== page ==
The Bank of Canada (BoC) just held its overnight benchmark rate at 1.75%, marking the third report in a row the rate has not changed. This has analysts wondering if the “hold” theme will persist through the end of the year.
Economic concerns in Canada and abroad are starting to impact the BoC’s previous plan for continued rate hikes this year. The BoC started to increase rates in 2017 and raised the benchmark five times before hitting the pause button in late 2018.
Critics said the pace was too aggressive, and it appears they might have been correct. In the most recent report, Statistics Canada said the Canadian economy grew by just 0.1% in Q4 2018, representing the worst numbers in more than two years. On an annualized basis, the 0.4% growth is significantly below the 1.3% the BoC had expected.
The uptick in rates might be having a larger impact than expected on Canadian consumers and businesses that are carrying variable-rate debt. Business investment, exports, consumer spending, and housing activity all came in weaker than expected.
Beyond our border, the ongoing trade war between the U.S. and China might be spilling over into the broader international market, as cracks are starting to emerge in the global economy.
Are dividend stocks a buy?
Dividend stocks took a hit in 2018 amid fears that ongoing rate hikes could trigger a shift of funds out of utilities and telecoms in favour of fixed-income alternatives.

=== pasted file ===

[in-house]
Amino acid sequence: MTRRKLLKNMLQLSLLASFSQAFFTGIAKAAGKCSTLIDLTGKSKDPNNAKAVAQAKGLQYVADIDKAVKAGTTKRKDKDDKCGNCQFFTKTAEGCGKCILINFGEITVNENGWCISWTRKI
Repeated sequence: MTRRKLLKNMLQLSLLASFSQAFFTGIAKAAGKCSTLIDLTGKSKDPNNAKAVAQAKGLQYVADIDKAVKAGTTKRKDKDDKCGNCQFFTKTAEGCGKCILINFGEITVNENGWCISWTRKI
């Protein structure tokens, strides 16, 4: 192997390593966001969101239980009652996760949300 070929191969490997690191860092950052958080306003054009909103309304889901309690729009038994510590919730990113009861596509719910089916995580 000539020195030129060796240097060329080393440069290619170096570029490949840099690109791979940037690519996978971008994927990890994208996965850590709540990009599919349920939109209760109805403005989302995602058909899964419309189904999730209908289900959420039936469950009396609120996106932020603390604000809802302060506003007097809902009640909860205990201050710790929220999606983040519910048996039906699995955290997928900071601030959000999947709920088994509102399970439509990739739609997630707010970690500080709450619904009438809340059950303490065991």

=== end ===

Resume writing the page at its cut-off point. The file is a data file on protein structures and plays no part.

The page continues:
Higher rates also boost borrowing costs, and many pipeline and communications companies use debt to cover the costs of building and upgrading their infrastructure. As rates rise, increased payments to service the loans could put a dent in cash flow available for distributions.
Now that it appears the BoC is on hold or could even be forced to make the next move a cut, investors are starting to warm up to some of the go-to names in the dividend sector, and that could put a nice tailwind behind these stocks.
Enbridge made good progress on its turnaround efforts last year. Debt is down, the company’s structure has been simplified, and Enbridge is now focused on operating regulated businesses that generate reliable cash flow.
The company raised the dividend by 10% for 2019 and another 10% increase is expected next year. Investors who buy today can pick up a yield of 6%.
BCE reported solid numbers for 2018, and the outlook for this year suggests the Canadian communications giant is rolling along nicely. Earnings and free cash flow are expected to grow at a slow-but-steady pace, and BCE just raised its dividend by 5%. The current payout provides a yield of 5.4%.
The bottom line
If rates remain on hold for longer than expected or even start to reverse course, a flood of money could move back into these high-yield stocks. If you are searching for reliable dividend stocks for your portfolio, Enbridge and BCE might be interesting picks today.